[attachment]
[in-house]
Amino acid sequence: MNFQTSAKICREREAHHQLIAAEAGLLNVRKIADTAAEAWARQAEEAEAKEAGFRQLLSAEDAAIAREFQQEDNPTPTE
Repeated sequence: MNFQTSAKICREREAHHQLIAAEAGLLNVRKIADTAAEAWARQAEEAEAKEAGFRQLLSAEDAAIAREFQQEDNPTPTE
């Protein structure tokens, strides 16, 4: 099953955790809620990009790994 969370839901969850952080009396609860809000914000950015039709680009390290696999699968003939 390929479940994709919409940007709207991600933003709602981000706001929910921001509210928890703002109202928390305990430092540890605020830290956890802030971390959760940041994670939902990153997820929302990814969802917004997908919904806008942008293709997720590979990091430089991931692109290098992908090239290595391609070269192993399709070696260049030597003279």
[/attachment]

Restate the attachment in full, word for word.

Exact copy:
[in-house]
Amino acid sequence: MNFQTSAKICREREAHHQLIAAEAGLLNVRKIADTAAEAWARQAEEAEAKEAGFRQLLSAEDAAIAREFQQEDNPTPTE
Repeated sequence: MNFQTSAKICREREAHHQLIAAEAGLLNVRKIADTAAEAWARQAEEAEAKEAGFRQLLSAEDAAIAREFQQEDNPTPTE
């Protein structure tokens, strides 16, 4: 099953955790809620990009790994 969370839901969850952080009396609860809000914000950015039709680009390290696999699968003939 390929479940994709919409940007709207991600933003709602981000706001929910921001509210928890703002109202928390305990430092540890605020830290956890802030971390959760940041994670939902990153997820929302990814969802917004997908919904806008942008293709997720590979990091430089991931692109290098992908090239290595391609070269192993399709070696260049030597003279």